The main practice range, notice the heaving mound in the middle of the tee (mid-picture), allowing players to practice the variety of stances they will encounter on the golf course.
When Dismal River Club opened, it received plenty of criticism (overly contoured greens, heavily irrigated rough, too narrow in spots) and has since been toned down in a number of spots by Nicklaus.  Personally, I found the course to be extremely fun, an ideal spot to get together with a group of friends for a weekend of golf.  There are many bowls throughout the course that can lead to indifferent shots ending up in the middle of the fairway or close to the pin.  Perhaps this effect is slightly overdone, but recognizing that Dismal River is a weekend retreat and not a PGA Tour venue, it enhances the experience rather than detracts by ratcheting up the "fun factor".  

Dismal River Club is opening a second course in 2013, designed by Tom Doak who was on-site during our weekend and gave the assembled group a tour of the course under construction.  One of his associates, Brian Schneider spoke to group while taking a break from shaping the 17th green.  It was a great to meet Tom and learn about his design process,  a positive experience that will influence me in the future.  I can't wait to get back to Dismal River Club to play the new course, which is sure to be another masterpiece, but I also look forward to getting re-acquanited with Nicklaus' course.  In tandem, these two courses will present two very different playing experiences, not only due to the differing design philosophies of the architects, but also because of the unique setting where each course was built.  The future of Dismal River Club looks bright.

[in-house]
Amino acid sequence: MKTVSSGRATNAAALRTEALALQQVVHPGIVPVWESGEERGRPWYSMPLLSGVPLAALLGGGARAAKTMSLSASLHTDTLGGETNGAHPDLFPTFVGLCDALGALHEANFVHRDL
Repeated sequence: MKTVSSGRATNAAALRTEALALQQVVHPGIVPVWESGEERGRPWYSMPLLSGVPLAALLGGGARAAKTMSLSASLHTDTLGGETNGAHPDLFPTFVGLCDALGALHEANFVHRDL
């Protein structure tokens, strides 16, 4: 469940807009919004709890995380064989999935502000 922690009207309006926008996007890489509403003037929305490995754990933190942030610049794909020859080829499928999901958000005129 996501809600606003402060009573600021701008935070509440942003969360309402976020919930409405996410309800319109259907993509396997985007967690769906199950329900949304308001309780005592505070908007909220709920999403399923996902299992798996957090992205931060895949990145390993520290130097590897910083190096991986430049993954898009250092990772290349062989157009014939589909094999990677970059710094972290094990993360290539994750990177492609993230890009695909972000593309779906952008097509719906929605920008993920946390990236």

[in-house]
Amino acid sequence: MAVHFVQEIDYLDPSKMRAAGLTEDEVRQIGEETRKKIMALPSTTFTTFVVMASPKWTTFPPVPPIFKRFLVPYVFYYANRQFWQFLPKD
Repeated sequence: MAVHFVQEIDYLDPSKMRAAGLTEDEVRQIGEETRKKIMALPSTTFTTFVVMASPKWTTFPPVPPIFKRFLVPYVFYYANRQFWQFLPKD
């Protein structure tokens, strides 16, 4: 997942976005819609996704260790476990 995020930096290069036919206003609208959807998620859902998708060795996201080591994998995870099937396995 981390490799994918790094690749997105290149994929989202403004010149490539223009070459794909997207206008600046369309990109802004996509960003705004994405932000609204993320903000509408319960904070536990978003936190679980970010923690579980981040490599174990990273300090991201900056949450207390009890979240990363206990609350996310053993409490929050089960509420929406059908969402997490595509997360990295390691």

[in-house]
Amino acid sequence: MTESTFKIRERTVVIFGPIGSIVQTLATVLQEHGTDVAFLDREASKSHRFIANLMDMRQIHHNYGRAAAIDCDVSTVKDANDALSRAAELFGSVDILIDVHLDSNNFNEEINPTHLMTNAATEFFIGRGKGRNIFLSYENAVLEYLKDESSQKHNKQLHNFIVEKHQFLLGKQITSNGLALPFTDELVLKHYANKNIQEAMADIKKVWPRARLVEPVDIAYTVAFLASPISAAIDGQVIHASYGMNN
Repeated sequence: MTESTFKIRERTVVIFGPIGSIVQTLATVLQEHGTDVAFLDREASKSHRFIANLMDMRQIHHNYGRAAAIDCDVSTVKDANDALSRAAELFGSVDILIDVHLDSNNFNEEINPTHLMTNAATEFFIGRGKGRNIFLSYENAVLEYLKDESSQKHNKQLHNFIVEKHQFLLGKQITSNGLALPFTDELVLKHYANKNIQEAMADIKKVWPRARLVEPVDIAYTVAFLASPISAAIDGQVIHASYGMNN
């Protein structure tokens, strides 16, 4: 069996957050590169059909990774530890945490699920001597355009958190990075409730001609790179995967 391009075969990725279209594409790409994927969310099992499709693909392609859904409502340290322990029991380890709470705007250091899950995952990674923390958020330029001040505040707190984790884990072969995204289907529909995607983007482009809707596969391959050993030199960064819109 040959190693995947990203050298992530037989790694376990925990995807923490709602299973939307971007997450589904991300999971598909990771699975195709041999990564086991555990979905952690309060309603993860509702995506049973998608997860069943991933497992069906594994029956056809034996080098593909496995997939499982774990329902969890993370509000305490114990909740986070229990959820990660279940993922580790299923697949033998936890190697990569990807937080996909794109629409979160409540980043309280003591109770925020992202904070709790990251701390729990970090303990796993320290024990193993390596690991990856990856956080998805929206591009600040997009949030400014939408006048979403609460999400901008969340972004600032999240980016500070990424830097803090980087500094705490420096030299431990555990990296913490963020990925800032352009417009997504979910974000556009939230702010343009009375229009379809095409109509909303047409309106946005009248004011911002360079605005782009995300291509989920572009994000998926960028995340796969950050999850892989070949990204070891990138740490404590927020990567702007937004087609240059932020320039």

An aggressive opening drive over the left bunker at the corner will gain substantial yards, ending in a bowl leaving a short approach.
The trade-off being the approach is visible from above the bowl, but blind from within.  The green itself is a punchbowl, funnelling shots closer to the hole.
The drive at No. 2 plays uphill and diagonally into this fairway.  While the pin is visible to the right, the ideal line here is over the fairway bunker 65 yards short of the green, using a big slope short to run the ball onto the green.
No. 3 is a straightforward par three, but distance control is important as internal contours aren't readily apparent from the tee.  Note the wonderful natural blowout bunkers in the distance, and the cattle which outnumber golfers.
The drive at No. 4 must thread itself between fescue right and waste area left to have a chance to reach the par five in two, although that does not guarantee a birdie as the heavily sloped green is a challenge.